Then drop this item onto the ‘New Items Icon’ to create a sequence with it.  Now, have a look at the vectorscope:

HD Bars and Tone Readout in the Vectorscope


As you can see, little points of green light are placed at the 75% point for some items as well as at what would be the 100% point for others. Using color bars in conjunction with a vectorscope is actually a really great way to calibrate any reference monitors or displays that you may have attached to your system!  In this instance the colors are represented just as dots because they are set colors and not gradients.

Let’s try adding a gradient ‘Ramp’ effect to a piece of footage.  Change the ramp end colors as shown below (pure saturated red and white) …

Ramp End Colors


… your vectorscope will look like this:

Vectorscope Looking at a Ramp


Note that this scope is set up to see 100% and that the end of the ramp which used saturated red is at the 100% target in the scope. However, as the color gets less saturated the line moves to the centre of the graph.

Also note also that this has nothing to do with brightness. I could have set the end of the ramp at pure black and the graph would have looked exactly the same.

You can also see an ‘Intensity’ option in the Premiere Pro vectorscope (default being 50%). However, this is only to do with the brightness of the display of the graph and will not affect your clips in any way.

Skin Tones & the Vectorscope

One really useful feature of the Premiere Pro vectorscope is the often used ‘Skin Tone Line’. This is the line on the scope between the Red and the Yellow sections at about the 10:30 or 11 o’clock position:

Skin Tone Line


The skin tone line in the vectorscope represents the color of blood flowing through human skin.  Regardless of the ethnicity of the person you’re filming, you can use this line to check the accurate representation of their skin tone color.  The closer their skin tone appears to this line the more accurate the video image is to ‘real life’.

The problem, of course, is how to just look at the skin tones in a shot, when there are so many other colors in the image?  The trick then to color correcting skin tones in Premiere Pro is to use a garbage matte.  First, access the garbage matte:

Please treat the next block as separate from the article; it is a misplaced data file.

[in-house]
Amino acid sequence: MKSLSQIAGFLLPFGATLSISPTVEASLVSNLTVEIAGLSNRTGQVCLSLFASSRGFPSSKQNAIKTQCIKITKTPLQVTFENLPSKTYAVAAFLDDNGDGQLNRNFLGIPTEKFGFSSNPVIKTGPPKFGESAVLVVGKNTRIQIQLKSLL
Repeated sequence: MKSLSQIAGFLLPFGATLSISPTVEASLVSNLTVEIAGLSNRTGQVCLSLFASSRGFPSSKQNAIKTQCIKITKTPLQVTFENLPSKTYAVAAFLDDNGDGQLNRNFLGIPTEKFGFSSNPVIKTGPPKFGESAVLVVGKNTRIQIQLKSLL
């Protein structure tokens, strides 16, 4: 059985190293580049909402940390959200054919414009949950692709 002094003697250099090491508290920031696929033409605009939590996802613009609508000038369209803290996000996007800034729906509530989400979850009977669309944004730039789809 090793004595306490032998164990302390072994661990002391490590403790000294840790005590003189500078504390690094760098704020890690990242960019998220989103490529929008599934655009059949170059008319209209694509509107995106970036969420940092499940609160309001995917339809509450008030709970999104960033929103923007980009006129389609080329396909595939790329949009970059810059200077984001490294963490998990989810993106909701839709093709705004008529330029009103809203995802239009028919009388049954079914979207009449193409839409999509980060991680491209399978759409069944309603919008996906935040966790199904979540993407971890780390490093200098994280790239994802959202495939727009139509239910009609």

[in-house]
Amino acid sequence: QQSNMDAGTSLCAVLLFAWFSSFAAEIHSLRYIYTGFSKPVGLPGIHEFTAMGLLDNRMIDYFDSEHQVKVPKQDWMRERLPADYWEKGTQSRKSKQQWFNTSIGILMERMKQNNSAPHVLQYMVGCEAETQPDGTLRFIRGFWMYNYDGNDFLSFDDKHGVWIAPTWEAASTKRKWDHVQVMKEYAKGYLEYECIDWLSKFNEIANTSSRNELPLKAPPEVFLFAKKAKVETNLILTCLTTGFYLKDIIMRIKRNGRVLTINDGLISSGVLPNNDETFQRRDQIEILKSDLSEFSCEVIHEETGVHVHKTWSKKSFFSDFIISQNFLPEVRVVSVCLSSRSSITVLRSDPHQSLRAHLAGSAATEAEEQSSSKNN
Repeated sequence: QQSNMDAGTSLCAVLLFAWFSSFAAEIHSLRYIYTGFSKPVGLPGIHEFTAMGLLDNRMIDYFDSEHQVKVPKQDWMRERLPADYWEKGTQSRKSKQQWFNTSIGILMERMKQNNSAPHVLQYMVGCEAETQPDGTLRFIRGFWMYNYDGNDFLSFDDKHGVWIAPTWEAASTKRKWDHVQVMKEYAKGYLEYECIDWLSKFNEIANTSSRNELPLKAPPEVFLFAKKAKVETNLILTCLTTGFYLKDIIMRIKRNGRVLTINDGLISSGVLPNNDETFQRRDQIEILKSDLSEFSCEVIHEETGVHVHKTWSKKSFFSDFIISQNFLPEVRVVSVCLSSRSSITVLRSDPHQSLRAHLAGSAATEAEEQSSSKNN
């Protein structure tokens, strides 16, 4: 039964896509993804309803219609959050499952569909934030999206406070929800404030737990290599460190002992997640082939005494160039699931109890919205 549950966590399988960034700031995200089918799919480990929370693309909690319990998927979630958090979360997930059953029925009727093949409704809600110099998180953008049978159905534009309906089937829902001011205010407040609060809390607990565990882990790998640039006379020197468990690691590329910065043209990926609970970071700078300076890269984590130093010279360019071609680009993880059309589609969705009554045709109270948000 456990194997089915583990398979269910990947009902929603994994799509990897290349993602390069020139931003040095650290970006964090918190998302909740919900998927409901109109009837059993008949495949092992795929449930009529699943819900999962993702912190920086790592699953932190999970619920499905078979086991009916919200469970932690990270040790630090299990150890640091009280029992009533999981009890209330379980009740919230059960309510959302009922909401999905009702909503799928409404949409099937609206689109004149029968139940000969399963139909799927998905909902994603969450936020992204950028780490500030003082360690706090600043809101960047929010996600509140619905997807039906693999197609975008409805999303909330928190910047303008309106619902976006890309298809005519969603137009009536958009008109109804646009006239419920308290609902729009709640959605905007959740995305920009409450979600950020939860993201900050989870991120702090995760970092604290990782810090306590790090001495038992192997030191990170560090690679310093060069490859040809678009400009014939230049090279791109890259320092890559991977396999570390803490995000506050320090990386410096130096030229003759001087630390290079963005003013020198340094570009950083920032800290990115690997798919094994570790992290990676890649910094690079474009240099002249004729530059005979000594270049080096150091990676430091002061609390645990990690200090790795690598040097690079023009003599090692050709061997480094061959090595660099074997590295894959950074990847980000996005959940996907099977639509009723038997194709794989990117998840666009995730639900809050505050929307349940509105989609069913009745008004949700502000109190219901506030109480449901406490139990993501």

Video Effects > Keying > Four-Point or Eight-Point or Sixteen-Point Garbage Matte.

If you apply this to the video clip you can then click on the name of the effect or the small icon next to the effect as shown below …

Icon to click to get points to adjust in the program monitor


Then pull the points so that they just cover skin of the person in your shot.

Adjusting the Points


Points Just Covering Skin


Once you’ve done this, have a look at your Premiere Pro vectorscope and see how close the end result is to that skin tone line:

Vectorscope Looking at Just Skin


As you can see, this has ended up very close to the line.  To move it, all I would have to do is apply the ‘Fast Color Corrector’ and tweak the ‘Hue angle’ until it is exactly over the line.

Hue Angle Adjustment


As you can see, the Premiere Pro vectorscope is a really useful tool to show you if your colors are broadcast safe, as well as providing an accurate representation of skin tones in your video image.  However, before you make adjustments to your skin tones make sure that you have done other tasks such as white balancing your clips and basic color correction.  Skin tone adjustment should really be a task done towards the end of the color correction process rather than at the start.

Although the vectorscope is important for determining the hue and saturation of colors within a shot, don’t forget to let your eyes help you in this process.  If it looks odd after you’ve made a change, chances are it is odd!  So, make a change, look away and then come back and check again.

Got color correction tips to share?